Funded PhD Opportunity Corruption, Urbanisation and Land Grabbing: Understanding and Reforming Illicit Real-Property Markets

This opportunity is now closed.

This project is funded by: Horizon 2020 Programme, European Union

Subjects: Social Work and Social Policy and Social Work and Social Policy


How the urbanisation process unfolds, creating and recreating built environments, transport infrastructure, and communication pathways, has serious consequences for residents, businesses, and the environment. Because of these serious implications, the urbanisation process is governed by intricate administrative procedures and policies that attempt to balance competing interests and agendas. How these governmental mediations shape the urbanisation process will potentially impact upon the life of the millions who rely on built environments to access essential goods and services. They also have major implication for commercial actors speculating on price-shifts in real property markets.

Where material tensions emerge between built environments as a condensed site of use values, and a lucrative target for commercial speculation, corruption becomes a powerful lever which investors can employ to improperly influence urban policy and administration. While there has been research interest in this phenomena on the margins of policy, public administration, criminology, urban studies, and development studies, little primary research has been conducted on how developer coalitions, working with a facilitating class of fixers, lawyers, and other white-collar officials, corrupt property markets and physical planning to gain access, at discounted rate to lucrative real assets.

This dearth of primary research stands in notable contrast to the significant impact this dynamic has on the form, scale and inclusivity of urban spaces globally. A core challenge besetting this research agenda, is the opaque nature of corruption. The exemplary sampling method becomes a helpful device for expanding knowledge in this unfavourable context. Exemplary sampling involves the selection of case studies that are broadly representative of a wider population, but which are distinct because the researcher has access for one reason or another to a rich body of data that would not ordinarily exist.

Drawing on the exemplary sampling method, and certain investigative techniques and data-modelling tools, this PhD project will conduct a pioneering case study that examines the intersection between policy, public administration and real-property markets that stimulated a black economy in land in the British Overseas Territory, Turks and Caicos Islands (TCI). While the corruption observed in TCI echoes the dynamics observed in a wider population of cases, it has notably been the subject of a Commission of Inquiry, systematic criminal prosecutions, civil asset recovery, and a wide ranging reform agenda. Owing to these powerful conduits, which have stimulated rich informational streams, a rare primary data-set is on offer that will provide one of the most uniquely detailed insights into the criminogenic ways policy, administration and real property markets intersect to produce corrupted forms of urbanisation. Additionally, the TCI case study offers an opportunity to evaluate the impact of systematic effort to address this criminogenic force, through policy and administrative reforms, set alongside justice based initiatives.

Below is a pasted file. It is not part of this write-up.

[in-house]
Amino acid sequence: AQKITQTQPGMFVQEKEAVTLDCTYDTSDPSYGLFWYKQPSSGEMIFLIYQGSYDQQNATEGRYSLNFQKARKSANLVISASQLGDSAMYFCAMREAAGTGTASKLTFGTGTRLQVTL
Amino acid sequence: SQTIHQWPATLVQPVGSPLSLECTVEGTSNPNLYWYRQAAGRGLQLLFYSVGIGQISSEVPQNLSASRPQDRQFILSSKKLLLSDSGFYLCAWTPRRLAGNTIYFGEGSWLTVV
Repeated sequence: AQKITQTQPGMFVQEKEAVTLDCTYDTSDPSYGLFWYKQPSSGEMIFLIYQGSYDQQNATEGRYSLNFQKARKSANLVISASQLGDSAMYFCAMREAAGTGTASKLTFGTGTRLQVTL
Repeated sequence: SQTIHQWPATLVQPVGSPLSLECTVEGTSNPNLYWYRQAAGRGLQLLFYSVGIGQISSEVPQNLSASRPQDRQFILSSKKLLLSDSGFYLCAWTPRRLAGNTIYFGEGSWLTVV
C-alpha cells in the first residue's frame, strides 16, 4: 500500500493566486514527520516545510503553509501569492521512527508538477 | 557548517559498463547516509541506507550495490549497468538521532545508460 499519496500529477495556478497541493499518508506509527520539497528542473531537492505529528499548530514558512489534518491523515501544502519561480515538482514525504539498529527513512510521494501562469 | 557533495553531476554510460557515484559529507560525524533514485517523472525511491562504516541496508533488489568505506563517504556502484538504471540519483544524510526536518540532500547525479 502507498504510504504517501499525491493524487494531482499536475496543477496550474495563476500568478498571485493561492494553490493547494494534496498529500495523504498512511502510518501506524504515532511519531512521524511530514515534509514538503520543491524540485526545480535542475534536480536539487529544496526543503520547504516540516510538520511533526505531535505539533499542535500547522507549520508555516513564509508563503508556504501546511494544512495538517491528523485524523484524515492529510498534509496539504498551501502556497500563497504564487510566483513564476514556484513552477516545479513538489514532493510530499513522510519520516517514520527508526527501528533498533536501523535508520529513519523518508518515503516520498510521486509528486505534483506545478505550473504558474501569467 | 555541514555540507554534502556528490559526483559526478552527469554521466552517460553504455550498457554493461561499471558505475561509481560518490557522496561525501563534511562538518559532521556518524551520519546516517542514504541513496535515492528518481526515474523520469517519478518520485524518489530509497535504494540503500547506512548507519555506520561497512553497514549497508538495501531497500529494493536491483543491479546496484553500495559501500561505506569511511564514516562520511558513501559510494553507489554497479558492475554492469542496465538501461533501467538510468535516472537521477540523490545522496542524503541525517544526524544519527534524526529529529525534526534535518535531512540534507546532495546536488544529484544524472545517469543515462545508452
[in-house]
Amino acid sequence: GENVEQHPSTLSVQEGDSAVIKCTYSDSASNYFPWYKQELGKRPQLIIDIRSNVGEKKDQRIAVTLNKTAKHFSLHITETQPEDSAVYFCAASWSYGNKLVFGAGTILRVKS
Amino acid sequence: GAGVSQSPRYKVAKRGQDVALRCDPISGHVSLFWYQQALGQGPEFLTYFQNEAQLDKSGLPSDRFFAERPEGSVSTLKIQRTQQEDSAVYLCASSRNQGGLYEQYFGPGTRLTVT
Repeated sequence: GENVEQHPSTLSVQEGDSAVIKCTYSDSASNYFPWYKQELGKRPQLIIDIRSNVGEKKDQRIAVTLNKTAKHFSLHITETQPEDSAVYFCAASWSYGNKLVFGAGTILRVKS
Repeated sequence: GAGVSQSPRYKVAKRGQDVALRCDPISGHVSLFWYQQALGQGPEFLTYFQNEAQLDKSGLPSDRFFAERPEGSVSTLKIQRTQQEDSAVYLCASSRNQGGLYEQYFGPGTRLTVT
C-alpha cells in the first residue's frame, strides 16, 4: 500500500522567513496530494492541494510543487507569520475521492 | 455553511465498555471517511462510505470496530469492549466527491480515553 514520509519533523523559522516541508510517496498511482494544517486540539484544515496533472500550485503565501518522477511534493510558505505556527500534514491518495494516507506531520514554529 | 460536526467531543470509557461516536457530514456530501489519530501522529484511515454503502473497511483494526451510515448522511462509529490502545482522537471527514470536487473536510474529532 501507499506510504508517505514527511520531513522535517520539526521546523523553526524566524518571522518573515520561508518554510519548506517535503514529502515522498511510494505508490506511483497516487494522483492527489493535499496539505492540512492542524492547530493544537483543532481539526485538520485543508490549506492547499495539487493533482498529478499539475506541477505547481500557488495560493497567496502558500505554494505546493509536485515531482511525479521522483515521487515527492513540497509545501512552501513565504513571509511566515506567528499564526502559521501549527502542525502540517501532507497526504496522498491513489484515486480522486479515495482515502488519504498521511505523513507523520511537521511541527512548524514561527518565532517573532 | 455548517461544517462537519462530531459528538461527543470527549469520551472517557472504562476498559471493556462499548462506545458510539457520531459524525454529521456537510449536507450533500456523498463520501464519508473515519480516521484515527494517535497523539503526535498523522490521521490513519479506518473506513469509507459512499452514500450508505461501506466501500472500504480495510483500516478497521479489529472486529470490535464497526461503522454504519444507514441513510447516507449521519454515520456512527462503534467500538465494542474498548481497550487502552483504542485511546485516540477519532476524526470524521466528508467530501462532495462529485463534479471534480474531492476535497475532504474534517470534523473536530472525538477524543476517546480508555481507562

For more information, and to apply, please visit the COFUND website

Essential Criteria

  • Upper Second Class Honours (2:1) Degree or equivalent from a UK institution (or overseas award deemed to be equivalent via UK NARIC)
  • A comprehensive and articulate personal statement

Desirable Criteria

If the University receives a large number of applicants for the project, the following desirable criteria may be applied to shortlist applicants for interview.

  • First Class Honours (1st) Degree
  • Experience using research methods or other approaches relevant to the subject domain
  • Experience of presentation of research findings


This project is funded by: Horizon 2020 Programme, European Union

    DTA - Social Policy

Other information

The Doctoral College at Ulster University

Launch of the Doctoral College

Current PhD researchers and an alumnus shared their experiences, career development and the social impact of their work at the launch of the Doctoral College at Ulster University.

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Key Dates

Submission Deadline
Friday 12 April 2019
Interview Date
13 June - 4 July 2019


Jordanstown campus

Jordanstown campus
The largest of Ulster's campuses

Contact Supervisor

Professor Kristian Lasslett

Other Supervisors

Apply online

Visit and quote reference number #388705 when applying for this PhD opportunity